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دانلود اپلیکیشن «زیبوک»
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متن انگلیسی درس
Chapter 7 Meeting Jenny Again
Soon after that, I heard that I was leaving the army early, and they gave me some money for a train ticket to go home.
But all this time, I was thinking about Jenny Curran. Just before I left the hospital in Danang, I had a letter from her. She was now playing in a group called The Broken Eggs, and they played two nights each week at a place called the Hodaddy Club near Harvard University. Now that I was free from the army, I just wanted to go and see her. So I got a ticket for Boston, instead of Mobile.
I tried to walk to the Hodaddy Club from the train station, but I lost my way, so I took a taxi. It was in the afternoon, and the man behind the bar said, Jenny’ll be here about nine o’clock.’ ‘Can I wait?’ I asked.
‘OK,’ he said.
So I sat down and waited for five or six hours.
Students began to come in, most of them wearing dirty jeans.
The men had beards, and the women had long, untidy hair. Later, the group ─ The Broken Eggs ─ arrived, but I didn’t see Jenny.
Then they began to play ─ and they were loud. The music sounded like a plane that was taking off! But the students loved it.
And then Jenny came on!
She was different. Her hair was all the way down her back, and she was wearing sun-glasses ─ at night! She was wearing blue jeans and a shirt with lots of colours on it. The group started playing again and Jenny began to sing.
Later, I went outside and walked round for about half an hour, then went back. There were a lot of people waiting to go in, so I went round to the back of the place and sat on the ground. I had my harmonica in my pocket, so I took it out and started to play.
I could hear the music that was playing inside and, after a minute or two, I began playing with it. Suddenly, a door behind me opened ─ and there was Jenny!
‘Who is that playing the harmonica?’ she said. And then she saw me. ‘Forrest Gump!’ And she ran out of the door and threw her arms round me.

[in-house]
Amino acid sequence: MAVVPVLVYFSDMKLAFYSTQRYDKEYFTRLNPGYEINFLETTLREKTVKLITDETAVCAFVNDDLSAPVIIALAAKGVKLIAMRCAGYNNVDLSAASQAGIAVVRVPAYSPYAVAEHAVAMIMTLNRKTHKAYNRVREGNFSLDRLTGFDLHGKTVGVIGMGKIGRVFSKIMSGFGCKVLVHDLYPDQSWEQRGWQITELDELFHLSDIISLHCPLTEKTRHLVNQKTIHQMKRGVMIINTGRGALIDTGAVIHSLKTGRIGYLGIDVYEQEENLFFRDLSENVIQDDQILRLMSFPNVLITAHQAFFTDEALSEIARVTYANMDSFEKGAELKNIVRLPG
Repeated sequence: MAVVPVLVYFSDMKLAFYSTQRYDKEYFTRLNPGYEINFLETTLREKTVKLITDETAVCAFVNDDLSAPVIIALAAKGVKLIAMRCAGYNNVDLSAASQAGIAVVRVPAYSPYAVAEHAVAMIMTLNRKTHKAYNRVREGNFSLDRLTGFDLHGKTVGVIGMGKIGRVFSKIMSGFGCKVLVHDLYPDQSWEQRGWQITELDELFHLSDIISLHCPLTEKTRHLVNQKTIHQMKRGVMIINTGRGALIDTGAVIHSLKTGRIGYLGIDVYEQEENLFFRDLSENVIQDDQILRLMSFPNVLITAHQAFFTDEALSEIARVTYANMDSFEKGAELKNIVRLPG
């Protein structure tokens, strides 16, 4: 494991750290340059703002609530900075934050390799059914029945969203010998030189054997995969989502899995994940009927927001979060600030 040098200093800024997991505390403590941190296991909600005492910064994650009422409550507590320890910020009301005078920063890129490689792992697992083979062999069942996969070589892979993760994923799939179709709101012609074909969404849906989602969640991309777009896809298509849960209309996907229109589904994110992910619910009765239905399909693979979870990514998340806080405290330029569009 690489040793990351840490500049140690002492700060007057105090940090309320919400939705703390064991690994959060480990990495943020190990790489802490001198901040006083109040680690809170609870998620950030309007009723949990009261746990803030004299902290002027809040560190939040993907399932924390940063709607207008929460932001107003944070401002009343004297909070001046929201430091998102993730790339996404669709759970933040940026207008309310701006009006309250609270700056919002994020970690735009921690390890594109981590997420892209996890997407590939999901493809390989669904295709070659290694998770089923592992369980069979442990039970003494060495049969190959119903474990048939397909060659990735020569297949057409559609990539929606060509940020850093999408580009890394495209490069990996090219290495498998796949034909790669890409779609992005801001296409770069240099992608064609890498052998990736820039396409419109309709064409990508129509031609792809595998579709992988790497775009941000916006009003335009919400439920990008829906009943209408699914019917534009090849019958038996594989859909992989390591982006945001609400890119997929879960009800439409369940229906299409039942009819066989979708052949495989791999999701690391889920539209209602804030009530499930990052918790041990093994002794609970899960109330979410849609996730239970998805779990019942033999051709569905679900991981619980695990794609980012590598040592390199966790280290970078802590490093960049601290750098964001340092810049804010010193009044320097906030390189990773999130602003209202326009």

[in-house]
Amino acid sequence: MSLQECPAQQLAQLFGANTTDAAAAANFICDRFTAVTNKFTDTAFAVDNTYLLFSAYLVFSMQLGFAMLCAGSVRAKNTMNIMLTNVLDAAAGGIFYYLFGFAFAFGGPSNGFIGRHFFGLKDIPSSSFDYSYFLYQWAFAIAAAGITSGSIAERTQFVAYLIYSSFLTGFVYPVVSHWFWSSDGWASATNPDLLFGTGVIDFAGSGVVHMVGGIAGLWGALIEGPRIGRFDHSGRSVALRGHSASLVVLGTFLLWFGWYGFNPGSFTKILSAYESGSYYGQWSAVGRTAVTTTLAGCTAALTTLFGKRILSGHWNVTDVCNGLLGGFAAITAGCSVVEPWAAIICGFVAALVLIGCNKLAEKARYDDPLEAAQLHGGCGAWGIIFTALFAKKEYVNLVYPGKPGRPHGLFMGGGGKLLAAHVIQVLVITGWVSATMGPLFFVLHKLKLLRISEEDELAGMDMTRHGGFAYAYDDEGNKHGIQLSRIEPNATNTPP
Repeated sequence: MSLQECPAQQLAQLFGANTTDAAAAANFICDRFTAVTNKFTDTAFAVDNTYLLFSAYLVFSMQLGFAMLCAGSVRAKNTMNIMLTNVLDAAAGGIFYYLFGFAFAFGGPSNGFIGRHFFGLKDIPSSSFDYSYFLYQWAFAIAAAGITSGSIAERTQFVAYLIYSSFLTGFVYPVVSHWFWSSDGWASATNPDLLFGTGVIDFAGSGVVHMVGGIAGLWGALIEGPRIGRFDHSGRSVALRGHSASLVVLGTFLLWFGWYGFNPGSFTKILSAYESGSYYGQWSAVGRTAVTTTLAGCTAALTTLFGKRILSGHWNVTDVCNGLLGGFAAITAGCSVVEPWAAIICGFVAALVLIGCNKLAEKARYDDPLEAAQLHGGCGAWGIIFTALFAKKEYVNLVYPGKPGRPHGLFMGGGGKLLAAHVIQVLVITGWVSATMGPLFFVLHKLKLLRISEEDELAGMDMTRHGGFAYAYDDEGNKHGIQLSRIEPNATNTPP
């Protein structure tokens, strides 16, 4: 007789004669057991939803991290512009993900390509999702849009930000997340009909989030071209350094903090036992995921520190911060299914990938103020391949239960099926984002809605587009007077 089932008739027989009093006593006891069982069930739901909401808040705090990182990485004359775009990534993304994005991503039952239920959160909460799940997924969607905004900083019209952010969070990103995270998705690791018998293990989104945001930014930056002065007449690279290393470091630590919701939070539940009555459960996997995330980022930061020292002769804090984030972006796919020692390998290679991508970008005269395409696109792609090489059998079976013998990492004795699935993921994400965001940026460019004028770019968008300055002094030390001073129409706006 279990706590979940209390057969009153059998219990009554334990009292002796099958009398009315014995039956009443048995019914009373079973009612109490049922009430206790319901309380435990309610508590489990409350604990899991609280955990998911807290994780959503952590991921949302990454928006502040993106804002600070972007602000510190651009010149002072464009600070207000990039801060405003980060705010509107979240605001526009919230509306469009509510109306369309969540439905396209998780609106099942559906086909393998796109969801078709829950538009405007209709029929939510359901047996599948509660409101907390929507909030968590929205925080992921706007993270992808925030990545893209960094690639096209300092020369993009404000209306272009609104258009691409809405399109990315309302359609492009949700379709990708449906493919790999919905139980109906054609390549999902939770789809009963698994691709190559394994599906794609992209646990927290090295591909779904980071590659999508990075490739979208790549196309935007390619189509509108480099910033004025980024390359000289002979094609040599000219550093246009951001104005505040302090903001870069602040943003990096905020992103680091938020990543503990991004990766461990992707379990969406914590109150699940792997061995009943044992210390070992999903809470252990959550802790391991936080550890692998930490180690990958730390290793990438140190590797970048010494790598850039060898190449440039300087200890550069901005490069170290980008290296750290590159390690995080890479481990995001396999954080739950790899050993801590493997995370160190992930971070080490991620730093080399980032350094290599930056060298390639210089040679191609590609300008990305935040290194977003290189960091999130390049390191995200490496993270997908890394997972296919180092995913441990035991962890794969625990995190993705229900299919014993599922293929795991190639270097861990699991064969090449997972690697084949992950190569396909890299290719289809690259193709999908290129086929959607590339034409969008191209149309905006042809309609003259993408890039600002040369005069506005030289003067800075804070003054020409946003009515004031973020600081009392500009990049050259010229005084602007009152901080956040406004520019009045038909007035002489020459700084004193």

We talked together until it was time for her to sing again.
‘I didn’t leave school,’ said Jenny. ‘They threw me out after they found a boy in my room one night. I went to California and stayed there for some time.’ She laughed. ‘I wore flowers in my hair, and talked about love. But the people that I was with were strange. Then I met a man, and we came to Boston. But he was dangerous. He was against the war, like me, but he blew up buildings and things.
I couldn’t stay with him. Next, I met a teacher from Harvard University, but he was married. Then I began to sing with The Broken Eggs.’
‘Where do you live?’ I asked.
‘With my boyfriend,’ she said. ‘He’s a student. You can come back and stay with us tonight.’
The boyfriend’s name was Rudolph. He was a little man, and he was sitting on the floor with his eyes shut when we got to Jenny’s flat.
‘Rudolph, this is Forrest,’ Jenny said. ‘He’s a friend of mine from home, and he’s going to stay with us for a few days.’ Rudolph didn’t speak or open his eyes, but he put up his hand and smiled.
Next morning, when I got up, Rudolph was still sitting on the floor with his eyes shut.
That afternoon, Jenny took me to meet the other people in the group, and that night I began playing my harmonica with them at the Hodaddy Club. It went well, and I played with them every night after that.
Then one day I came back to the flat and Jenny was sitting on the floor.
‘Where’s Rudolph?’ I asked.
‘Gone,’ she said. ‘Walked out, like all the others.’ And then she started to cry.
‘Don’t cry, Jenny,’ I said. And I put my arm round her.
Well, it started like that. But the next minute we were kissing and making love! And when we finished, Jenny said, ‘Forrest, where have you been all this time?’
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